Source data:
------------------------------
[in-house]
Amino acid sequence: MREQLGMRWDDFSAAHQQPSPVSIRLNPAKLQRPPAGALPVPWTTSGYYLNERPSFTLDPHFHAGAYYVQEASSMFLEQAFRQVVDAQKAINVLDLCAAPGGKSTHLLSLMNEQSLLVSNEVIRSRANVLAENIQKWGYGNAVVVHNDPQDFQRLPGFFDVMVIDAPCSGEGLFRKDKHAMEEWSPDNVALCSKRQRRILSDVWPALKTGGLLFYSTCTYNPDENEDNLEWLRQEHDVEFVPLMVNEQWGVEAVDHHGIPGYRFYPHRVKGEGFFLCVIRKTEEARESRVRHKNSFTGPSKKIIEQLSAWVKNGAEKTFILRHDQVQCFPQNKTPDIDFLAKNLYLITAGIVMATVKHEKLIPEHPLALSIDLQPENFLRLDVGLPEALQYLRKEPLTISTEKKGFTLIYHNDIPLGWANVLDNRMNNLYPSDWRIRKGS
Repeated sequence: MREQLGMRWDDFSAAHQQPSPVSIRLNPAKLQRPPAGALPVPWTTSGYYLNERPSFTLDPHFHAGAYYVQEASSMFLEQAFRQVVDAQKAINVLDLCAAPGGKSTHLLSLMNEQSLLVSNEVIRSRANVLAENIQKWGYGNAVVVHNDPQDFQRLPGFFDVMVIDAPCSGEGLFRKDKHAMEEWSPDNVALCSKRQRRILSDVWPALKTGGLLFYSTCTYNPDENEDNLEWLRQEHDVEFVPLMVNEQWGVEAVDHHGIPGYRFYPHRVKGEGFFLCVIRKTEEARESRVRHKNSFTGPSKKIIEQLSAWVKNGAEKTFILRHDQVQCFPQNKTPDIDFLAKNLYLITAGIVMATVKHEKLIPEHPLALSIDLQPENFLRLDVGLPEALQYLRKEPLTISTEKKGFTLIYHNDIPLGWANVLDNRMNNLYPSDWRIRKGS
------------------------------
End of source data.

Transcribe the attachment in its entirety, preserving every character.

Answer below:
[in-house]
Amino acid sequence: MREQLGMRWDDFSAAHQQPSPVSIRLNPAKLQRPPAGALPVPWTTSGYYLNERPSFTLDPHFHAGAYYVQEASSMFLEQAFRQVVDAQKAINVLDLCAAPGGKSTHLLSLMNEQSLLVSNEVIRSRANVLAENIQKWGYGNAVVVHNDPQDFQRLPGFFDVMVIDAPCSGEGLFRKDKHAMEEWSPDNVALCSKRQRRILSDVWPALKTGGLLFYSTCTYNPDENEDNLEWLRQEHDVEFVPLMVNEQWGVEAVDHHGIPGYRFYPHRVKGEGFFLCVIRKTEEARESRVRHKNSFTGPSKKIIEQLSAWVKNGAEKTFILRHDQVQCFPQNKTPDIDFLAKNLYLITAGIVMATVKHEKLIPEHPLALSIDLQPENFLRLDVGLPEALQYLRKEPLTISTEKKGFTLIYHNDIPLGWANVLDNRMNNLYPSDWRIRKGS
Repeated sequence: MREQLGMRWDDFSAAHQQPSPVSIRLNPAKLQRPPAGALPVPWTTSGYYLNERPSFTLDPHFHAGAYYVQEASSMFLEQAFRQVVDAQKAINVLDLCAAPGGKSTHLLSLMNEQSLLVSNEVIRSRANVLAENIQKWGYGNAVVVHNDPQDFQRLPGFFDVMVIDAPCSGEGLFRKDKHAMEEWSPDNVALCSKRQRRILSDVWPALKTGGLLFYSTCTYNPDENEDNLEWLRQEHDVEFVPLMVNEQWGVEAVDHHGIPGYRFYPHRVKGEGFFLCVIRKTEEARESRVRHKNSFTGPSKKIIEQLSAWVKNGAEKTFILRHDQVQCFPQNKTPDIDFLAKNLYLITAGIVMATVKHEKLIPEHPLALSIDLQPENFLRLDVGLPEALQYLRKEPLTISTEKKGFTLIYHNDIPLGWANVLDNRMNNLYPSDWRIRKGS